“They have found that individuals with hyperthymesia have obsessive tendencies more so than people without superior memory, and they have found small differences in the size of areas of the brain involved in memory, as well as functional connectivity differences in circuits thought to involve memory,” Patihis told Gizmodo. “Their work and the work we did together found people with hyperthymesia have pronounced memory advantages just in one domain: autobiographical memory with dates attached. This work confirmed they do not have photographic memory, that they reconstruct memories with the potential for error as we all do, and they are fairly average on other memory tasks.”
Patihis said HSAM has also been correlated with personality traits such as being prone to fantasy, having an overactive imagination, and becoming obsessed with new information. Combined with their obsessive tendencies, said Patihis, these personality traits likely play a role in the consolidation of memory.
“At an early age, HSAMs also realised they were different and have certainly had to come up with coping strategies to deal with the fact that they will remember not only positive interactions, but every negative one as well,” said Stark. “There seem to be higher than typical rates of OCD-like behaviours in the population, but we need to keep in mind that the people with HSAM that we have studied are highly functional, successful members of society (there may be people with HSAM who are less functional and do not contact us, of course).”
During the original 2006 study, AJ told McGaugh: “I don’t think I would never want to have this, but it’s a burden.” The comment speaks to the double-edged nature of the condition. While the painful flashbacks and unwanted memories are most certainly a problem, HSAM also offers some benefits, as David Robson reported in his 2016 BBC Future article:
The people with HSAM I’ve interviewed would certainly agree that it can be a mixed blessing. On the plus side, it allows you to relive the most transformative and enriching experiences. [Nima] Veiseh, for instance, is something of a polymath. He travelled a lot in his youth to compete in international taekwondo competitions, but in his spare time, he visited the local art galleries, and perhaps because his love of art is entwined with his identity, the paintings are now lodged deep in his autobiographical memories.
“Imagine being able to remember every painting, on every wall, in every gallery space, between nearly 40 countries,” he says. “That’s a big education in art by itself.” With this encyclopaedic knowledge of the history of art, he has since become a professional painter, under the moniker “Enigma of Newyork”. Similarly, his memory may have also aided his other career as a doctoral researcher in design and technology, he thinks, by helping him to absorb a vast body of knowledge.
Patihis agrees, saying it’s not consistently the case that all people with HSAM have the same burdens as described by AJ. Most seem to be highly organised, though a bit obsessive, he says.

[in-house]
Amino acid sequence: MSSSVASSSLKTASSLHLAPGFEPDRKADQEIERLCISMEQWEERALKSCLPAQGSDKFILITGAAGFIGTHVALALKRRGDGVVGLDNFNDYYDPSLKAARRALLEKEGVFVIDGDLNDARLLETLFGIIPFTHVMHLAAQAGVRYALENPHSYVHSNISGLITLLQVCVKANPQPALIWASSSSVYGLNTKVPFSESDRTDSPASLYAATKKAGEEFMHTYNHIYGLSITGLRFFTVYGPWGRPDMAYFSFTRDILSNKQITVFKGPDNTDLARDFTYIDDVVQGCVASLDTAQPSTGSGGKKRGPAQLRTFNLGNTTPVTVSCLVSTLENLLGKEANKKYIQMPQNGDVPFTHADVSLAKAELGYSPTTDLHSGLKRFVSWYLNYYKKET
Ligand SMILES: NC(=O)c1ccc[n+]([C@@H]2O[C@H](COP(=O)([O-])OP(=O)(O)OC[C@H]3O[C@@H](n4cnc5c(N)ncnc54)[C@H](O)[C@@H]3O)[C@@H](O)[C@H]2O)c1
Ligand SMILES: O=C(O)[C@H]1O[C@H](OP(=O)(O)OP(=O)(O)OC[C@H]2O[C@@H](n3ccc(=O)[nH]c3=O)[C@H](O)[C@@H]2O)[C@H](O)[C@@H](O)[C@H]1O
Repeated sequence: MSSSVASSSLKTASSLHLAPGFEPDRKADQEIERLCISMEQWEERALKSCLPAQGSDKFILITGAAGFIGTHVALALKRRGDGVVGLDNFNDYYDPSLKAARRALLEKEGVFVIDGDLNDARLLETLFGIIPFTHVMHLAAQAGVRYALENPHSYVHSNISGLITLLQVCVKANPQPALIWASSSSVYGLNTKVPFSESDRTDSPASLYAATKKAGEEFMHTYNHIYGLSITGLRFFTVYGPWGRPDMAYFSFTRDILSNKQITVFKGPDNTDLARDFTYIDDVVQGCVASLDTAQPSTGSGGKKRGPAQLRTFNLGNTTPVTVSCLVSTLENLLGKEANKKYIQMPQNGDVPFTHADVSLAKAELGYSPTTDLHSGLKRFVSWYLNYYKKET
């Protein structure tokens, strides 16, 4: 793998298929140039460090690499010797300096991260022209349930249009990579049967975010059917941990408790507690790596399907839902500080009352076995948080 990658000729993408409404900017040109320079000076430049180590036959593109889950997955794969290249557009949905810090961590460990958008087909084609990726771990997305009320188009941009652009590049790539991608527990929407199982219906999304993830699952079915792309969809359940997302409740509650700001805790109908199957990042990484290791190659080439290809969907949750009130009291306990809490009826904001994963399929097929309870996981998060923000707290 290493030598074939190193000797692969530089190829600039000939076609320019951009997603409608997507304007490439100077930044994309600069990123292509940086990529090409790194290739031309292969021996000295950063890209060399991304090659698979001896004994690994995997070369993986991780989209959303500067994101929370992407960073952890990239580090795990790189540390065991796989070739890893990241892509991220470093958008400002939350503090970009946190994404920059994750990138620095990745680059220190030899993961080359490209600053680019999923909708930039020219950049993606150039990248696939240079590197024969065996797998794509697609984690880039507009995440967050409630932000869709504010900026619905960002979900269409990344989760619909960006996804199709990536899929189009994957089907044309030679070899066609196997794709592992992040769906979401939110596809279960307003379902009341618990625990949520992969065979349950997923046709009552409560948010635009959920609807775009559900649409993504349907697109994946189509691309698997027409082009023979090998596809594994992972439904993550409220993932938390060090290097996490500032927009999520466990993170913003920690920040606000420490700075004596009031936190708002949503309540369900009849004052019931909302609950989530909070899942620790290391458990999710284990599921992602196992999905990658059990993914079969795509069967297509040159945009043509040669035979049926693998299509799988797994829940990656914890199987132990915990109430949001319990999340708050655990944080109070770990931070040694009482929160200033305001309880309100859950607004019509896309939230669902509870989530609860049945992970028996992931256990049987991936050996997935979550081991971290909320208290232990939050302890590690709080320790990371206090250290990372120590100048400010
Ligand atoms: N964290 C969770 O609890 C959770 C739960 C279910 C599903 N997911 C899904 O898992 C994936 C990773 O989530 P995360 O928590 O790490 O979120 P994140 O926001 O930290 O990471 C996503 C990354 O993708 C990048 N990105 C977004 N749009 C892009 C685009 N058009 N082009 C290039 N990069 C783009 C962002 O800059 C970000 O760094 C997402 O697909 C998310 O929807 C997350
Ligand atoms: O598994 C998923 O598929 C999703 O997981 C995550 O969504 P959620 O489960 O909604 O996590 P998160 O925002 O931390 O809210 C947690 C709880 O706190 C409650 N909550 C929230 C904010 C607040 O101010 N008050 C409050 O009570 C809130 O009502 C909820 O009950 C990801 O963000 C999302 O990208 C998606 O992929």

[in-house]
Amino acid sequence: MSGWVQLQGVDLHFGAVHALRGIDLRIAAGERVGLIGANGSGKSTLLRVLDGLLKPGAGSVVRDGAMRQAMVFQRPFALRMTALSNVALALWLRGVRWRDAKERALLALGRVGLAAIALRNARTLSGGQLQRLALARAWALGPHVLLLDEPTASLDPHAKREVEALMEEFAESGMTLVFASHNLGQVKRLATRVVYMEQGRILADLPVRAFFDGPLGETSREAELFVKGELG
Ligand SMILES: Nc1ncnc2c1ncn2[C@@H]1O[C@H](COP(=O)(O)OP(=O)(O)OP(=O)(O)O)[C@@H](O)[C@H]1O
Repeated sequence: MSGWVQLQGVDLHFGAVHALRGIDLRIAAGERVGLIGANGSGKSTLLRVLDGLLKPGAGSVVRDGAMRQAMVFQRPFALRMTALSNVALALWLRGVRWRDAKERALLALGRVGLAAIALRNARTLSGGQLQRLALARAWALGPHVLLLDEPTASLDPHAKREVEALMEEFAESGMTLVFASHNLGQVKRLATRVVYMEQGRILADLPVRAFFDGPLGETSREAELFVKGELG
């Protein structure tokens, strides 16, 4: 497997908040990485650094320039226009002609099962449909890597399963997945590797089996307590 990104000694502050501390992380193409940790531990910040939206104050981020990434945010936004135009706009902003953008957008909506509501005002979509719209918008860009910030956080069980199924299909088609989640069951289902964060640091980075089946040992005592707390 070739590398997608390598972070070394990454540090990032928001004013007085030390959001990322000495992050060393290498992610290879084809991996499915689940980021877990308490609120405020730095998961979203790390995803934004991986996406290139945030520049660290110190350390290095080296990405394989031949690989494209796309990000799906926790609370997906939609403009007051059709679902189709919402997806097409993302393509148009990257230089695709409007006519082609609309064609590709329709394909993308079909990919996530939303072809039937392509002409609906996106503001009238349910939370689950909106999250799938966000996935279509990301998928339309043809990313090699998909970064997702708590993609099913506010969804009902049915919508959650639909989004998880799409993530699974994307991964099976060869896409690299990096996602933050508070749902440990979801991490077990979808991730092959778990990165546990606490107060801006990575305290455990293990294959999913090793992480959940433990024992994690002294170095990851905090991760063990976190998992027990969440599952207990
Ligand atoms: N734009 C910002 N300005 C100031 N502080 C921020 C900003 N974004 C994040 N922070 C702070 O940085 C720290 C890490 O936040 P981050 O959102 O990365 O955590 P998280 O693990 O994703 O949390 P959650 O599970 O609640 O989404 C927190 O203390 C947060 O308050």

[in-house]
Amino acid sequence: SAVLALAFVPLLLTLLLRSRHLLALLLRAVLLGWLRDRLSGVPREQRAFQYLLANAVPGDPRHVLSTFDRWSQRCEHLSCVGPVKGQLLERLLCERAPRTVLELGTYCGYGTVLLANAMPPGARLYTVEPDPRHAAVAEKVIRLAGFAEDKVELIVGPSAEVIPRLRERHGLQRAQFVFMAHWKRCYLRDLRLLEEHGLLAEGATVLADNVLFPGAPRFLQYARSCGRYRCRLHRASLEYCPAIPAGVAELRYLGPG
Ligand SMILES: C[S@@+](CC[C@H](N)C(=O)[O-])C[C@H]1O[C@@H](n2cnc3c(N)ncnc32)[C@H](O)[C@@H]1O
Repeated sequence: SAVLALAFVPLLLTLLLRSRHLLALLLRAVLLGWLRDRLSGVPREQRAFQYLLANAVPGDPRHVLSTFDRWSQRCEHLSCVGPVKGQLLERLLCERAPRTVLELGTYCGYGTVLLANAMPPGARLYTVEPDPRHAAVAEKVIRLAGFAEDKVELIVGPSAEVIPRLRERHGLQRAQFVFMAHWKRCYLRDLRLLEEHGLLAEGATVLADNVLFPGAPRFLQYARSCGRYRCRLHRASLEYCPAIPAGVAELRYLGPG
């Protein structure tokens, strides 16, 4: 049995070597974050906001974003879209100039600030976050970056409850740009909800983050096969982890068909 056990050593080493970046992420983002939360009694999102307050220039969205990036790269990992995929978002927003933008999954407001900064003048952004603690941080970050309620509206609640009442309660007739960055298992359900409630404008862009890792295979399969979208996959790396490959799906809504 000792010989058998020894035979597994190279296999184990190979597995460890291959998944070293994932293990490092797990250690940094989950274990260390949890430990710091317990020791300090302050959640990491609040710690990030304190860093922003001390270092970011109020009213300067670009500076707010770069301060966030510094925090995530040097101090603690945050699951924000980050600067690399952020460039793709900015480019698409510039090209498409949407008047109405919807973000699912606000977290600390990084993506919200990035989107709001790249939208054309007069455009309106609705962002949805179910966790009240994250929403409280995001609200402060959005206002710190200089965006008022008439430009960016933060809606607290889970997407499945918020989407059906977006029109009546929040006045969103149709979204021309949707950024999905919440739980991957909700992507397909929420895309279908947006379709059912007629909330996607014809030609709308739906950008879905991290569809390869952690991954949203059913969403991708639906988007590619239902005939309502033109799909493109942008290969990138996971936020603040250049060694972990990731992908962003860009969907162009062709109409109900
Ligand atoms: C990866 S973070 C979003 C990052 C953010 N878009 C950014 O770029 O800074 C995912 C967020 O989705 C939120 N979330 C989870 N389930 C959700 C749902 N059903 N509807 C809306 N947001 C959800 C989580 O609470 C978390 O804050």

These accounts notwithstanding, there does appear to be some value in forgetting, whether it be autobiographical memory or the flood of information that pours into our brain on a daily basis. The human brain, it has been argued, must forget unimportant information in order to remain efficient.
In 2014, researchers from the University of Basel in Switzerland argued that the brain is actively, rather than passively, working to rid itself of superfluous information. A “plastic nervous system,” the researchers argued, “requires the ability not only to acquire and store but also to forget.” In terms of the mechanics involved in this process, the researchers pinpointed a molecule, called the Musashi protein, which appeared to contribute to time-dependent memory loss in nematode worms. Their research suggests memory loss is an acquired trait, and it’s a deliberate, evolved physiological process—in nematode worms, at least.
Similarly, Stark says we need to remember, ahem, that our memory is designed to forget irrelevant details.
“We extract knowledge and wisdom by seeing links and common structure across events, rarely involving specific episodic details,” he told Gizmodo.
Stark pointed to the 1942 short story, “Funes the Memorious” by Jorge Luis Borges, in which the main character, after falling off his horse and hitting his head, was suddenly able to remember everything. Funes soon became debilitated by his newly acquired condition, demonstrating the perils of extreme recollection.
But for those with HSAM, it’s not a perfect memory. Rather, “it’s the sound-bite or short diary entry for the day that is remembered,” said Stark. “It’s like your memory for a week ago, not your memory of the last few minutes.”
HSAM or not, we’re all influenced by our past. We rely on our memories to form our personal narrative and build our identity. But for some people, their life story is more an opus than a novel.